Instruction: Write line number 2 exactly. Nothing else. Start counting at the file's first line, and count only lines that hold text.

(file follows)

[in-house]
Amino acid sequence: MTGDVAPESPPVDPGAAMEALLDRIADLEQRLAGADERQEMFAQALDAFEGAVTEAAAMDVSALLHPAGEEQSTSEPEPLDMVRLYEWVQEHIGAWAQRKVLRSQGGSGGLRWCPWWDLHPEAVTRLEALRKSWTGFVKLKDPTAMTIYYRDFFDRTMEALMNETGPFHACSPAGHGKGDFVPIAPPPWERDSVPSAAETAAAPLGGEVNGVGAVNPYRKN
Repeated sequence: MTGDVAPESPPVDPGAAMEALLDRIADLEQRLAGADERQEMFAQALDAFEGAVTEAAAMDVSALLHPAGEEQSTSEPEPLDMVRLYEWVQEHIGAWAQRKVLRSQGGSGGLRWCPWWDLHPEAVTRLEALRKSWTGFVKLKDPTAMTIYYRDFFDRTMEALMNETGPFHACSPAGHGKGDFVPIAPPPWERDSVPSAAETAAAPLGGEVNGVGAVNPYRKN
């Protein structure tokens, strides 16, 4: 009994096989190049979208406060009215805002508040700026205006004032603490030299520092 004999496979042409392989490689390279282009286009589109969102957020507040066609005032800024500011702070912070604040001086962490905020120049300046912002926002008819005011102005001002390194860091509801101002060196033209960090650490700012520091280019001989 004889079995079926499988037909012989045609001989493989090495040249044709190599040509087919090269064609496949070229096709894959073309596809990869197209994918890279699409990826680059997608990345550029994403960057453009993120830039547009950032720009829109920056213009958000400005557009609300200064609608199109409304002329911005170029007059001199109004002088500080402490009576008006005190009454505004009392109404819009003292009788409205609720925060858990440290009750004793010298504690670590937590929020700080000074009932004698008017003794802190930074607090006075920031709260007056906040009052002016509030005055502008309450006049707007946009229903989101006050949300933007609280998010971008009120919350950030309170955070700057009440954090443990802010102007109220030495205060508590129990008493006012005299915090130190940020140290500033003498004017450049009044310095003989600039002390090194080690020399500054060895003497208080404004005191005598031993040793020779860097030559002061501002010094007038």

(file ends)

Amino acid sequence: MTGDVAPESPPVDPGAAMEALLDRIADLEQRLAGADERQEMFAQALDAFEGAVTEAAAMDVSALLHPAGEEQSTSEPEPLDMVRLYEWVQEHIGAWAQRKVLRSQGGSGGLRWCPWWDLHPEAVTRLEALRKSWTGFVKLKDPTAMTIYYRDFFDRTMEALMNETGPFHACSPAGHGKGDFVPIAPPPWERDSVPSAAETAAAPLGGEVNGVGAVNPYRKN